You’ve had a good week.
You ticked an acceptable number of items off your list. You remembered, for the most part, to take your medicine: a walk in the woods, a few minutes of meditation, a talk with a friend. You met a goal or two, nothing major, but enough to feel a glow. Just as you’re congratulating yourself for picking up speed, for finally establishing a proper routine, you feel a tug on your shirt.
“Umm, excuse me…”
The Slump is small and gray and boneless. If you were to poke him, his skin would swallow your finger joint by joint. His voice is little more than a squeak; you must bend down to hear him. That is when he gets you.
The Slump, of course, will insist he doesn’t “got” you at all.
“You can walk away anytime,” he whispers, as his hands (he has many) paw at your ears and fumble through your pockets and tug on your heart with such insistence that you lie down in an attempt to escape the terrible weight.
“When was the last time you called your mother?” he murmurs, settling on your chest and nibbling your chin. Your phone is dead; the effort to charge it, too great.
“Why aren’t you looking after yourself?” he asks as you haul yourself over to the cupboard, grab a bag of chips, and sink to the floor again.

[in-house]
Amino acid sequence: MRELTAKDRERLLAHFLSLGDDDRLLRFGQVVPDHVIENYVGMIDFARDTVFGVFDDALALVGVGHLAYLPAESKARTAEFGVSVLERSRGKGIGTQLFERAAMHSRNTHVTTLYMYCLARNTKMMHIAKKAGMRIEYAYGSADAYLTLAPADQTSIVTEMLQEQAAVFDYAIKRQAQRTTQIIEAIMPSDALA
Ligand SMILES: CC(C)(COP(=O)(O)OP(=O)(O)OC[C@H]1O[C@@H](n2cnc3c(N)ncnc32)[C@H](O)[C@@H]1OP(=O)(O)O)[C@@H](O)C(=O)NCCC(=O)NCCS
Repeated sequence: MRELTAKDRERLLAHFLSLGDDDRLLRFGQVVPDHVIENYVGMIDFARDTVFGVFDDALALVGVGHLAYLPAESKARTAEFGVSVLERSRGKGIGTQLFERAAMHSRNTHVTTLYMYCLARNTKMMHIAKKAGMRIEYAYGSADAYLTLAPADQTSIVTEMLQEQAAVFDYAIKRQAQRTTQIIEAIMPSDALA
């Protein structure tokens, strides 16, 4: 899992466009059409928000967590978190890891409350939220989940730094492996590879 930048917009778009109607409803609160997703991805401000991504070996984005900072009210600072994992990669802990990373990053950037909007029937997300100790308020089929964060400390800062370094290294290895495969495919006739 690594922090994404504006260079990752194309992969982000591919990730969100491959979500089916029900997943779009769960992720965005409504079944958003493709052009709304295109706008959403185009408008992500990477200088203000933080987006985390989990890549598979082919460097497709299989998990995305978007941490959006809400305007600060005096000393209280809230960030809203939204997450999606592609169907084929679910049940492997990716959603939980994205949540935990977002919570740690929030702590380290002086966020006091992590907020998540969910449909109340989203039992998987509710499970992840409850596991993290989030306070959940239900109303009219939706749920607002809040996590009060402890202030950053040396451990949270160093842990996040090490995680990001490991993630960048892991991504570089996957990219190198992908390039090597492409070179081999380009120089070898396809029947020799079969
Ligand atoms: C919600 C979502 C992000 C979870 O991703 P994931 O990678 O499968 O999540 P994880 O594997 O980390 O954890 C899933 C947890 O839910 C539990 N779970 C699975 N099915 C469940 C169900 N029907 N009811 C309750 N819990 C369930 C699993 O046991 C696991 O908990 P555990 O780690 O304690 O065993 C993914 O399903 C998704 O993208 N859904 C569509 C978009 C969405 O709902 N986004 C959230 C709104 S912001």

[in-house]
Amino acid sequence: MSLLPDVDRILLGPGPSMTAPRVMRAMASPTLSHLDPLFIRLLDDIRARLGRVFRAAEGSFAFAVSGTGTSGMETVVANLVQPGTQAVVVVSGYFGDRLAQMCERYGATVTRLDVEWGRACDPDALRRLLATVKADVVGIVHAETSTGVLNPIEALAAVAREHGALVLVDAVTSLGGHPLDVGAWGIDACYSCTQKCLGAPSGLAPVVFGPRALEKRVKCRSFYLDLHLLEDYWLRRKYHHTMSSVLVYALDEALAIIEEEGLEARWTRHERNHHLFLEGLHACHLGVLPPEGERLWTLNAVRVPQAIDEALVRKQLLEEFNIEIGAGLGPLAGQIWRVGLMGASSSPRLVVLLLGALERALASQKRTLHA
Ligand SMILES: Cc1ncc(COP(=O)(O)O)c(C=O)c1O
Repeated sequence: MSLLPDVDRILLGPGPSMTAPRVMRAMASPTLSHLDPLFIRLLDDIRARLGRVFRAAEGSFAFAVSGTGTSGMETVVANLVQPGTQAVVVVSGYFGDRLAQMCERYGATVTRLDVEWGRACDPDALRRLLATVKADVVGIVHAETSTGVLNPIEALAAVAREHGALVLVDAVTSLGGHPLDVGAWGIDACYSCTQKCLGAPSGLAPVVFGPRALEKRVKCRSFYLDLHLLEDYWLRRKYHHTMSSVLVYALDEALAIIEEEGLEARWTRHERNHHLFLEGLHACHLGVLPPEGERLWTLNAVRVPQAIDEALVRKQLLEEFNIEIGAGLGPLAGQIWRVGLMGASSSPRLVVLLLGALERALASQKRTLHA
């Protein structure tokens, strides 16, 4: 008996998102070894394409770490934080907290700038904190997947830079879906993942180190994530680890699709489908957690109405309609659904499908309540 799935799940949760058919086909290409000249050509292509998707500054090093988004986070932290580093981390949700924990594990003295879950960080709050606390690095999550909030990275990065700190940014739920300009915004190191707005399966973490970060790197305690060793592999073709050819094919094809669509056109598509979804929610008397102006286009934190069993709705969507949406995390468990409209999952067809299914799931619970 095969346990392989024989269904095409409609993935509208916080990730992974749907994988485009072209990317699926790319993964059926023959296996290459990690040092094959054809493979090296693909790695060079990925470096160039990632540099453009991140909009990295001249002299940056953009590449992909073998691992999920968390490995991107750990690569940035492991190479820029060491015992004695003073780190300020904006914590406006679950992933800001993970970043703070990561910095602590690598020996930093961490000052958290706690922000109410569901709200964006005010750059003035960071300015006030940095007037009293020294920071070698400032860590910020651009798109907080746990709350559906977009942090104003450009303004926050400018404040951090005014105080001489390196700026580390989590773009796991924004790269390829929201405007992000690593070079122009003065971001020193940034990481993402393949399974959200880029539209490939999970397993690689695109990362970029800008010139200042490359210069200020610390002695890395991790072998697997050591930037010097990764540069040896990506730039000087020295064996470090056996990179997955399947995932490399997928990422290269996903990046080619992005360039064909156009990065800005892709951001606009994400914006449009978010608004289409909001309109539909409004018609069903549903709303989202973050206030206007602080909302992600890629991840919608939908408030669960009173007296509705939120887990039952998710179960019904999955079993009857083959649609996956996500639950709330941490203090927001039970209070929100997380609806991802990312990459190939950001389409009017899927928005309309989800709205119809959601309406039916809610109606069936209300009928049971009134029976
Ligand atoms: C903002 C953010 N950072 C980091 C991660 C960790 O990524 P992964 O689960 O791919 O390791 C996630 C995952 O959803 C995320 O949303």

“Real artists make art even when they don’t want to. Have you ever considered that you’re not a real artist? Perhaps you’re just not cut out to”—
The rest of his words are muffled by his hands, which wrap around your throat and cover your ears and eyes.
Someone—a partner, a roommate, a coworker—finds you. “What’s wrong?” they ask. “And why are you on the floor?”
The Slump grins. He has as many teeth as the ocean has shells.
There were signs, of course. You passed them on the highway at night, poorly lit billboards half-swallowed by kudzu: “THE SLUMP IS NIGH,” they warned. “CORRECT COURSE WHILE YOU STILL CAN.” But you were looking, perhaps willfully, at the road ahead, so all you saw from the corner of your eye was “YOU STILL CAN,” and you thought, well that’s nice, as your foot pressed down hard on the accelerator.
You developed obsessive tunnel-vision about one project. You missed a deadline. You cancelled a date with a friend; too busy. You watched too much TV and woke up sleep-deprived and irritated. Slowly, over the course of a week, your ribcage tightened like a straitjacket around your racing heart. You didn’t do the things you know you need to do to stay afloat, ahead. So The Slump’s appearance is not unexpected. He ascribes to a certain set of rules; he knows the patterns just as well as you. The problem is that you always think you are outside of them.
By the time you’ve realized your mistake, The Slump is upon you.
Your person pulls you off the floor and you stagger to your feet because the world demands it of you. You take one step, then another. And, although you cannot feel it yet, each step weakens The Slump.